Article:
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Dreamland of HumanistsWarburg, Cassirer, Panofsky, and the Hamburg School$
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Emily J. Levine

Print publication date: 2013

Print ISBN-13: 9780226061689

Published to Chicago Scholarship Online: May 2014

DOI: 10.7208/chicago/9780226061719.001.0001

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Iconology and the Hamburg School

Iconology and the Hamburg School

Chapter:
(p.148) Six Iconology and the Hamburg School
Source:
Dreamland of Humanists
Author(s):

Emily J. Levine

Publisher:
University of Chicago Press
DOI:10.7208/chicago/9780226061719.003.0007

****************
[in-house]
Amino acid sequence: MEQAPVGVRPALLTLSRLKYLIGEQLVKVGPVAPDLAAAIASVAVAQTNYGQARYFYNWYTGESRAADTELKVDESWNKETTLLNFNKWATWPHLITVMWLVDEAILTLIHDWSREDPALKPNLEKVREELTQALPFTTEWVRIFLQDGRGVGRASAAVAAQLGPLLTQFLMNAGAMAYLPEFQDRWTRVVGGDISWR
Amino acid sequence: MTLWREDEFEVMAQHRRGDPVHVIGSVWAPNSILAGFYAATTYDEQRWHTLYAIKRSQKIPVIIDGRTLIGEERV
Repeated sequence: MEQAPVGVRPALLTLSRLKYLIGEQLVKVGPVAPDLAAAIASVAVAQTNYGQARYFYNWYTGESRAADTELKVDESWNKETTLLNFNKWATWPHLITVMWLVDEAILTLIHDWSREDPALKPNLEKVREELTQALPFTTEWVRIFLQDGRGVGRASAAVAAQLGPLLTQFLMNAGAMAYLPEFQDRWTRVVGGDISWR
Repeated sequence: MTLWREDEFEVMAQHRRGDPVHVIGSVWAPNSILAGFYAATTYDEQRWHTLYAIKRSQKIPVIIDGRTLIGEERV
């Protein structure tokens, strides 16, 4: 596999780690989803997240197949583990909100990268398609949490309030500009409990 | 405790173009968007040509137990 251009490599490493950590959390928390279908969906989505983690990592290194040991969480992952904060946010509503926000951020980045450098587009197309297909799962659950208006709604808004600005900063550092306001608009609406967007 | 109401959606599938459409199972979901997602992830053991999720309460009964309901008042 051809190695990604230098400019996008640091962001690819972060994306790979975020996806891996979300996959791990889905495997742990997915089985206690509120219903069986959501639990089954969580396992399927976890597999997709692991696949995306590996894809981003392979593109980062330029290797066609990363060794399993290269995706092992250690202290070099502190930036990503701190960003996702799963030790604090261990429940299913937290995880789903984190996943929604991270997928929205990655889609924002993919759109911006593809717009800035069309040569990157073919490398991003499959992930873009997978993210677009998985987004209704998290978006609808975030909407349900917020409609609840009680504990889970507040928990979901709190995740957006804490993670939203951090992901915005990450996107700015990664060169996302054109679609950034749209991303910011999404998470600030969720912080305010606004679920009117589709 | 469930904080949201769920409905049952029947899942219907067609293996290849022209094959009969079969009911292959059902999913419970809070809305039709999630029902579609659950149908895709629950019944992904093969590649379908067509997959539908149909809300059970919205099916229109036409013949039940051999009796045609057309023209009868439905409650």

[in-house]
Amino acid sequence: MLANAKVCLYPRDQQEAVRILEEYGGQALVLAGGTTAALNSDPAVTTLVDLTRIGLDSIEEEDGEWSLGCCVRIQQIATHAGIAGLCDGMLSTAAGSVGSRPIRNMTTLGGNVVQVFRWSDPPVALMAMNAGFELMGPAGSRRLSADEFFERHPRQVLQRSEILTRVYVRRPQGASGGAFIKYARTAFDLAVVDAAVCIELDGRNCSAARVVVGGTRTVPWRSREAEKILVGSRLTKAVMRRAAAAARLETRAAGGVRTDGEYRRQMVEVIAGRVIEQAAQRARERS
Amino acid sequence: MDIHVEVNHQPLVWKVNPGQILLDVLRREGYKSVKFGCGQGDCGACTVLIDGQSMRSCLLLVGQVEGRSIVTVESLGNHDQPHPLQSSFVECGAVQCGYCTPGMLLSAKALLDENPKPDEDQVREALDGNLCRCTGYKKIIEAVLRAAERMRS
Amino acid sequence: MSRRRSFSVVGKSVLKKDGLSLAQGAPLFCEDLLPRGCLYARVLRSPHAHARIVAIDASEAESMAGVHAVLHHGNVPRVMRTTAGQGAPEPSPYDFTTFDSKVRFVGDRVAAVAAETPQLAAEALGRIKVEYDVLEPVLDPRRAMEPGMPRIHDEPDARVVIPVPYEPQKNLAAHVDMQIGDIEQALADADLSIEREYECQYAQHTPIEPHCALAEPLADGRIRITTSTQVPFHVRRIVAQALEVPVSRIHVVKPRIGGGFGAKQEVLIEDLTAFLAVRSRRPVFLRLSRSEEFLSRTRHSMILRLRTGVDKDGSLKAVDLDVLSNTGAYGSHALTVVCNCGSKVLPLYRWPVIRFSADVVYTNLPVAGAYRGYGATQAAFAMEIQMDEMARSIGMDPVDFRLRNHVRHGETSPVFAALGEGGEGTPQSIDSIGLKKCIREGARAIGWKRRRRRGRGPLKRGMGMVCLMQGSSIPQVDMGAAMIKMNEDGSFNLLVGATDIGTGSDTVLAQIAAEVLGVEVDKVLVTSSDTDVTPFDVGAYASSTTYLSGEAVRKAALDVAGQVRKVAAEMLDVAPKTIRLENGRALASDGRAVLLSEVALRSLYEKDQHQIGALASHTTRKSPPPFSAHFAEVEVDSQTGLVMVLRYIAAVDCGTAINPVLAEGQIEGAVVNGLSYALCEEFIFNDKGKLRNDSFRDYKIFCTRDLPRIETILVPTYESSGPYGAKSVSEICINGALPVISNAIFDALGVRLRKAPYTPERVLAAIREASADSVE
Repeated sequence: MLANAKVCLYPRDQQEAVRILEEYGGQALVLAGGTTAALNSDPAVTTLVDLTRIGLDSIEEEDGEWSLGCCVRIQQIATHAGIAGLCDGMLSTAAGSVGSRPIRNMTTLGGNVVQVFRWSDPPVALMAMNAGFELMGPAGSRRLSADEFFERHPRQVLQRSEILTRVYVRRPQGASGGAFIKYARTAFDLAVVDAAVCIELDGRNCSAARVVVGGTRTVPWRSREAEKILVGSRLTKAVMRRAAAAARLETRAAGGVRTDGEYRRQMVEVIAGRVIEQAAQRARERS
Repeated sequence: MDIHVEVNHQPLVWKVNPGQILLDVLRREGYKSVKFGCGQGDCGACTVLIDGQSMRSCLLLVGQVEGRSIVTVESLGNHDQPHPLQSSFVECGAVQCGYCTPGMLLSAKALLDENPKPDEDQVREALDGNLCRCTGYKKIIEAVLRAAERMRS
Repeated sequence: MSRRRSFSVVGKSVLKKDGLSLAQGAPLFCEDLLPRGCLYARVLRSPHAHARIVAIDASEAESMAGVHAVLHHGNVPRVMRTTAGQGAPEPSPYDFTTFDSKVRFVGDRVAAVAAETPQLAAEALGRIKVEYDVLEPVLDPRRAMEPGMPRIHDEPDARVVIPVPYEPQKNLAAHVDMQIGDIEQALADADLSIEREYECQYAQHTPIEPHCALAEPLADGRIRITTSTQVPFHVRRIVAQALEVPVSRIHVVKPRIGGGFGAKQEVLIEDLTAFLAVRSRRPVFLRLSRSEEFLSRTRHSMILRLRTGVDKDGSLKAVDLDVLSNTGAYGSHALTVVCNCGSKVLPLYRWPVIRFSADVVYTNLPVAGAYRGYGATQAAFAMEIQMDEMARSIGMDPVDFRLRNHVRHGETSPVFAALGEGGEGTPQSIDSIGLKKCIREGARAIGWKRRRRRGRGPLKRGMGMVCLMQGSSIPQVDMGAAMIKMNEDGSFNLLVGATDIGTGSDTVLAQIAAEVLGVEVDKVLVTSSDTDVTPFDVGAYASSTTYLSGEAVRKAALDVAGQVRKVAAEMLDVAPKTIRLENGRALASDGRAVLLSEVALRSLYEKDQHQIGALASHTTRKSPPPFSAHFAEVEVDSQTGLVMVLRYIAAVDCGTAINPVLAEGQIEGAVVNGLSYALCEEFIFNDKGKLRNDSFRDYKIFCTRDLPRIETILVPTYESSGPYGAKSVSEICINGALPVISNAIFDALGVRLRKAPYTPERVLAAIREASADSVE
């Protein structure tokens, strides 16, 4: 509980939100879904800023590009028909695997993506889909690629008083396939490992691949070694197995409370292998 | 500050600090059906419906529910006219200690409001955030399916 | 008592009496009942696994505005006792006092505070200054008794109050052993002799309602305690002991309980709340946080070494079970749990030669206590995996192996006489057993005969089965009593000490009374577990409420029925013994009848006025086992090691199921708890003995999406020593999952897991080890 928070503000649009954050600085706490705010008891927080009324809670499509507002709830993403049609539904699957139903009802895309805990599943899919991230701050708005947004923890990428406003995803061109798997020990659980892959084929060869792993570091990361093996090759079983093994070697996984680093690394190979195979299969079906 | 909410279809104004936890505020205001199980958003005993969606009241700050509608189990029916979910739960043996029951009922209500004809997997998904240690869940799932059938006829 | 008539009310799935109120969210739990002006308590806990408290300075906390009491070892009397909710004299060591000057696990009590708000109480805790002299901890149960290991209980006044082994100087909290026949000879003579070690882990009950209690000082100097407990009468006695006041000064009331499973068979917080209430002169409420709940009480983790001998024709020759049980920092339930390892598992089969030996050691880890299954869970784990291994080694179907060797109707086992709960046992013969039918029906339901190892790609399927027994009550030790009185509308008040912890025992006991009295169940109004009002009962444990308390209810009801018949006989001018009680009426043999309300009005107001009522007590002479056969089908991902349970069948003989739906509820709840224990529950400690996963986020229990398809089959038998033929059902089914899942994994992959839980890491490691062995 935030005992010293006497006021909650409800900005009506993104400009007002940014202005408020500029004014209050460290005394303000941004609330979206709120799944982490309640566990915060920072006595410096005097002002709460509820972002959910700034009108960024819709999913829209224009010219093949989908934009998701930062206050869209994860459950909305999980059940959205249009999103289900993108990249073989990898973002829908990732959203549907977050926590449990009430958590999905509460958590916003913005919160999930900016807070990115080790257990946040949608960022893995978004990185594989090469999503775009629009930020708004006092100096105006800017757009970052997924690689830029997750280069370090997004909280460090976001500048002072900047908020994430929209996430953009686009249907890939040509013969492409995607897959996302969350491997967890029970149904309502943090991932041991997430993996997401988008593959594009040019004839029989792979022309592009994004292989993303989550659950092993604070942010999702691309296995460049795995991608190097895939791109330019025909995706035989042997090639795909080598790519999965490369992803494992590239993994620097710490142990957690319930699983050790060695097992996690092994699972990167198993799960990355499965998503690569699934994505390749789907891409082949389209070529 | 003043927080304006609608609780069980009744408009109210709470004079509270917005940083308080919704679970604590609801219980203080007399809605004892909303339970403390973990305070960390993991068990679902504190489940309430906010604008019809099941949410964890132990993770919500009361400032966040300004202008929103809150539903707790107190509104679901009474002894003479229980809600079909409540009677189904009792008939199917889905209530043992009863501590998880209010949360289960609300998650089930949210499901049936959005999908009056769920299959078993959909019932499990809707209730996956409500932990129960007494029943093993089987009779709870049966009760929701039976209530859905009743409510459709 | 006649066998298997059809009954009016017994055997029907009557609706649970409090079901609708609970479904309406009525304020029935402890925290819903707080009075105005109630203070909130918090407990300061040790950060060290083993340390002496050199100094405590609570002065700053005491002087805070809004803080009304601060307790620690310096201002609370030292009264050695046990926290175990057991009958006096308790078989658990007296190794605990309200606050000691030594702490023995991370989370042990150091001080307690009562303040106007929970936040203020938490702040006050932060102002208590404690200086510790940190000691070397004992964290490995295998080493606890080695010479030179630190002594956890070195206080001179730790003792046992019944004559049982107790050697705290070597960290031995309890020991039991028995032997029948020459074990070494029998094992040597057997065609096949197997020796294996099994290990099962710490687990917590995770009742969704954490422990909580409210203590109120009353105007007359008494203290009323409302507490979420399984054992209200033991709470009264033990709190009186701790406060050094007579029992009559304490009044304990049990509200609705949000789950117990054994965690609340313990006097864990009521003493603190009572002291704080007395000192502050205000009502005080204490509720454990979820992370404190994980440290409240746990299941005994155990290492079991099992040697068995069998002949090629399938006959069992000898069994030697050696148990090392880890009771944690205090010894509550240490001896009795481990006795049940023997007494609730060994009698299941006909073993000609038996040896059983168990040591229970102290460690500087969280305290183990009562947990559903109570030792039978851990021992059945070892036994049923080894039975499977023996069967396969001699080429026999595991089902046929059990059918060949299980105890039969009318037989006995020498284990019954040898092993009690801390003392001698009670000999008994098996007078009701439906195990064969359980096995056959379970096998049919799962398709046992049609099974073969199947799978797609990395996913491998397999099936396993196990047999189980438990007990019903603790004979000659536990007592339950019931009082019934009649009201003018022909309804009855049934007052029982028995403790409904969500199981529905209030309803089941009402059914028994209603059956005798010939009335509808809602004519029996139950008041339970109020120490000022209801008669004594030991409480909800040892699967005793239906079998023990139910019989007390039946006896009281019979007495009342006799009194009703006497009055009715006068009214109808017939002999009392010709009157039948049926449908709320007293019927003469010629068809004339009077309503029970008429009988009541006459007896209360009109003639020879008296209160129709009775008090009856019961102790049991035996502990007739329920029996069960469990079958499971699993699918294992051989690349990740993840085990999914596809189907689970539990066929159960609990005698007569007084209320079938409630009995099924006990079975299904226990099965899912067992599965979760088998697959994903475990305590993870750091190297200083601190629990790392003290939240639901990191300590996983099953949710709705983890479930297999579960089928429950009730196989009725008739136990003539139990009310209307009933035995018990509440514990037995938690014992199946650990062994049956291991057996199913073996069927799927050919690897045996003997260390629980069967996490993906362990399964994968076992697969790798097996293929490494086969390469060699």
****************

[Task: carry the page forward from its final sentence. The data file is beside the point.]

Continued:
The sixth chapter argues that Panofsky forged a “third way” between the formalist and contextualist approaches of his art historical mentors, Wölfflin and Riegl. Influenced by Warburg’s early work, Panofsky’s methodology solidified around these scholars’ shared interests in symbols and drew on Hamburg’s combined resources: the library’s unique index of images, the Kunsthalle’s collection of local and modernist art, and the absence of an established and hierarchical department. To connect a particular insight with a more general principle, Panofsky and the Hamburg School promoted iconology—a holistic approach to analyzing images over time. While Ernst Gombrich would later criticize the cultural-historical assumption that art is representative of the Zeitgeist, this chapter argues that understanding Panofsky’s early work as a revision of Riegl’s notion of Kunstwollen and his engagement with Cassirer’s symbolic forms offers a more complete view of iconology’s origins.

Keywords:   art history, iconology, Hamburg School, Panofsky, contextualism, formalism, Wölfflin, Riegl, Kunstwollen, Ernst Gombrich

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